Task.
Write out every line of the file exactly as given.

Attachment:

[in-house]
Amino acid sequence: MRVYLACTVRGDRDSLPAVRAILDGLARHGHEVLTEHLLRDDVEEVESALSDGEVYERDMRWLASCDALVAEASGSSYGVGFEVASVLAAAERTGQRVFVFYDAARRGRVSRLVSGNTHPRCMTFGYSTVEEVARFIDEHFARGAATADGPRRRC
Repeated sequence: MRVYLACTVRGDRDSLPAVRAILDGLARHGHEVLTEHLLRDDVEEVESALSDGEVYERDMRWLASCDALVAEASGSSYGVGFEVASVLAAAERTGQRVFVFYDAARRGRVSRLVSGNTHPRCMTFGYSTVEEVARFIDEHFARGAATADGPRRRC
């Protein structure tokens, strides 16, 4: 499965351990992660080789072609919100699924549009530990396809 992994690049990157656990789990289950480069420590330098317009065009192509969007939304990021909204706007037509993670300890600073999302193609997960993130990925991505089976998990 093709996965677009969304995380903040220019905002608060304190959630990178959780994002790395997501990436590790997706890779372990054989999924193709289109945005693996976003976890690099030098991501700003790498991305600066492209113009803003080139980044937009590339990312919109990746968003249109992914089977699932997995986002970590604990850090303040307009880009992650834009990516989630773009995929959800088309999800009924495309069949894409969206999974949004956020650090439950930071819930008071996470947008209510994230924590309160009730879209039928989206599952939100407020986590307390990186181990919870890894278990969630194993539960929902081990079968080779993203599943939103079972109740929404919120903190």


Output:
[in-house]
Amino acid sequence: MRVYLACTVRGDRDSLPAVRAILDGLARHGHEVLTEHLLRDDVEEVESALSDGEVYERDMRWLASCDALVAEASGSSYGVGFEVASVLAAAERTGQRVFVFYDAARRGRVSRLVSGNTHPRCMTFGYSTVEEVARFIDEHFARGAATADGPRRRC
Repeated sequence: MRVYLACTVRGDRDSLPAVRAILDGLARHGHEVLTEHLLRDDVEEVESALSDGEVYERDMRWLASCDALVAEASGSSYGVGFEVASVLAAAERTGQRVFVFYDAARRGRVSRLVSGNTHPRCMTFGYSTVEEVARFIDEHFARGAATADGPRRRC
């Protein structure tokens, strides 16, 4: 499965351990992660080789072609919100699924549009530990396809 992994690049990157656990789990289950480069420590330098317009065009192509969007939304990021909204706007037509993670300890600073999302193609997960993130990925991505089976998990 093709996965677009969304995380903040220019905002608060304190959630990178959780994002790395997501990436590790997706890779372990054989999924193709289109945005693996976003976890690099030098991501700003790498991305600066492209113009803003080139980044937009590339990312919109990746968003249109992914089977699932997995986002970590604990850090303040307009880009992650834009990516989630773009995929959800088309999800009924495309069949894409969206999974949004956020650090439950930071819930008071996470947008209510994230924590309160009730879209039928989206599952939100407020986590307390990186181990919870890894278990969630194993539960929902081990079968080779993203599943939103079972109740929404919120903190």